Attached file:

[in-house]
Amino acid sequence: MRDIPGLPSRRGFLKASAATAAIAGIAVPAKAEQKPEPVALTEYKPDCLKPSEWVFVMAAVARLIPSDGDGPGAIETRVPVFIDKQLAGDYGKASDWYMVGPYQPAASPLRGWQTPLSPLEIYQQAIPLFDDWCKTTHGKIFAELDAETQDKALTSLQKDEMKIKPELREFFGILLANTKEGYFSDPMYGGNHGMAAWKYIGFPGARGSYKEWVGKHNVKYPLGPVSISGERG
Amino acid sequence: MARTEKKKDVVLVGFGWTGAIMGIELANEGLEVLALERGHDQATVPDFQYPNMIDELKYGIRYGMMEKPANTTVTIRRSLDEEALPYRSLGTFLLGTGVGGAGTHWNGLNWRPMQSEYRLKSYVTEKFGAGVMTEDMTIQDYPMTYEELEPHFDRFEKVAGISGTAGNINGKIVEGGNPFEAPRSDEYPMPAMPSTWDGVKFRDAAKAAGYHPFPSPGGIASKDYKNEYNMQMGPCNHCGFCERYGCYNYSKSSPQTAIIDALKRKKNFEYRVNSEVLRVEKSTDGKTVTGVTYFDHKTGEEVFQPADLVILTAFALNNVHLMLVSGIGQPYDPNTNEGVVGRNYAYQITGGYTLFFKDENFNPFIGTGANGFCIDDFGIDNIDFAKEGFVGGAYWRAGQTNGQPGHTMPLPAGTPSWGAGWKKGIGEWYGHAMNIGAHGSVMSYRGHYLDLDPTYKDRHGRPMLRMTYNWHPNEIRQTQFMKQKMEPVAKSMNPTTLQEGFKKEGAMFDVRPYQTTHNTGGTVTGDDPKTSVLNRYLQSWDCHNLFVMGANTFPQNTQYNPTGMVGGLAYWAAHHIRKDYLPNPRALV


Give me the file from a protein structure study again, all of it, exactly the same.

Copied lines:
[in-house]
Amino acid sequence: MRDIPGLPSRRGFLKASAATAAIAGIAVPAKAEQKPEPVALTEYKPDCLKPSEWVFVMAAVARLIPSDGDGPGAIETRVPVFIDKQLAGDYGKASDWYMVGPYQPAASPLRGWQTPLSPLEIYQQAIPLFDDWCKTTHGKIFAELDAETQDKALTSLQKDEMKIKPELREFFGILLANTKEGYFSDPMYGGNHGMAAWKYIGFPGARGSYKEWVGKHNVKYPLGPVSISGERG
Amino acid sequence: MARTEKKKDVVLVGFGWTGAIMGIELANEGLEVLALERGHDQATVPDFQYPNMIDELKYGIRYGMMEKPANTTVTIRRSLDEEALPYRSLGTFLLGTGVGGAGTHWNGLNWRPMQSEYRLKSYVTEKFGAGVMTEDMTIQDYPMTYEELEPHFDRFEKVAGISGTAGNINGKIVEGGNPFEAPRSDEYPMPAMPSTWDGVKFRDAAKAAGYHPFPSPGGIASKDYKNEYNMQMGPCNHCGFCERYGCYNYSKSSPQTAIIDALKRKKNFEYRVNSEVLRVEKSTDGKTVTGVTYFDHKTGEEVFQPADLVILTAFALNNVHLMLVSGIGQPYDPNTNEGVVGRNYAYQITGGYTLFFKDENFNPFIGTGANGFCIDDFGIDNIDFAKEGFVGGAYWRAGQTNGQPGHTMPLPAGTPSWGAGWKKGIGEWYGHAMNIGAHGSVMSYRGHYLDLDPTYKDRHGRPMLRMTYNWHPNEIRQTQFMKQKMEPVAKSMNPTTLQEGFKKEGAMFDVRPYQTTHNTGGTVTGDDPKTSVLNRYLQSWDCHNLFVMGANTFPQNTQYNPTGMVGGLAYWAAHHIRKDYLPNPRALV